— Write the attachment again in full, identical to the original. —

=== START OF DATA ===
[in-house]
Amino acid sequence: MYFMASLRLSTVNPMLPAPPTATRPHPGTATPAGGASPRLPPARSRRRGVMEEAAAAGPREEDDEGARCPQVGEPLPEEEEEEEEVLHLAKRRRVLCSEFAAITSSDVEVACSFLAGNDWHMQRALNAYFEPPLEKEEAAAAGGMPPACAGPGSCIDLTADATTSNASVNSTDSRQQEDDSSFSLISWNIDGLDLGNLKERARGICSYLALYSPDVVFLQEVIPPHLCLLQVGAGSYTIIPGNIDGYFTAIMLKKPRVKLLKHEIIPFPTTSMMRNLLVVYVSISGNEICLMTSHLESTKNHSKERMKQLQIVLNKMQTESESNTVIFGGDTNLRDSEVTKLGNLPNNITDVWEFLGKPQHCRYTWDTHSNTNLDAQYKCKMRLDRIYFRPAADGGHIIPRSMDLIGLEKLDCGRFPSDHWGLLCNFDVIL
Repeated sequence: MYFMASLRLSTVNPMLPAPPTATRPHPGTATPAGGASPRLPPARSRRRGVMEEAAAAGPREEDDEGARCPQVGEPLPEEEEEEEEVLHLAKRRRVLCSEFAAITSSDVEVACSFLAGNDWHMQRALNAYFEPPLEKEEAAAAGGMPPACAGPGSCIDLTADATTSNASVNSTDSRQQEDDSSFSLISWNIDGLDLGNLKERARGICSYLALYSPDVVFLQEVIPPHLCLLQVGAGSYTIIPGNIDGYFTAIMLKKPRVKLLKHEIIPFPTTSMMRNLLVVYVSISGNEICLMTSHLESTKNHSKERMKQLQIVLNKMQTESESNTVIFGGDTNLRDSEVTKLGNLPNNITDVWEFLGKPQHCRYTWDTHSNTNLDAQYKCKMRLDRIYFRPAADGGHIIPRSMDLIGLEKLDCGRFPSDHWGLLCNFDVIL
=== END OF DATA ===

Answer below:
[in-house]
Amino acid sequence: MYFMASLRLSTVNPMLPAPPTATRPHPGTATPAGGASPRLPPARSRRRGVMEEAAAAGPREEDDEGARCPQVGEPLPEEEEEEEEVLHLAKRRRVLCSEFAAITSSDVEVACSFLAGNDWHMQRALNAYFEPPLEKEEAAAAGGMPPACAGPGSCIDLTADATTSNASVNSTDSRQQEDDSSFSLISWNIDGLDLGNLKERARGICSYLALYSPDVVFLQEVIPPHLCLLQVGAGSYTIIPGNIDGYFTAIMLKKPRVKLLKHEIIPFPTTSMMRNLLVVYVSISGNEICLMTSHLESTKNHSKERMKQLQIVLNKMQTESESNTVIFGGDTNLRDSEVTKLGNLPNNITDVWEFLGKPQHCRYTWDTHSNTNLDAQYKCKMRLDRIYFRPAADGGHIIPRSMDLIGLEKLDCGRFPSDHWGLLCNFDVIL
Repeated sequence: MYFMASLRLSTVNPMLPAPPTATRPHPGTATPAGGASPRLPPARSRRRGVMEEAAAAGPREEDDEGARCPQVGEPLPEEEEEEEEVLHLAKRRRVLCSEFAAITSSDVEVACSFLAGNDWHMQRALNAYFEPPLEKEEAAAAGGMPPACAGPGSCIDLTADATTSNASVNSTDSRQQEDDSSFSLISWNIDGLDLGNLKERARGICSYLALYSPDVVFLQEVIPPHLCLLQVGAGSYTIIPGNIDGYFTAIMLKKPRVKLLKHEIIPFPTTSMMRNLLVVYVSISGNEICLMTSHLESTKNHSKERMKQLQIVLNKMQTESESNTVIFGGDTNLRDSEVTKLGNLPNNITDVWEFLGKPQHCRYTWDTHSNTNLDAQYKCKMRLDRIYFRPAADGGHIIPRSMDLIGLEKLDCGRFPSDHWGLLCNFDVIL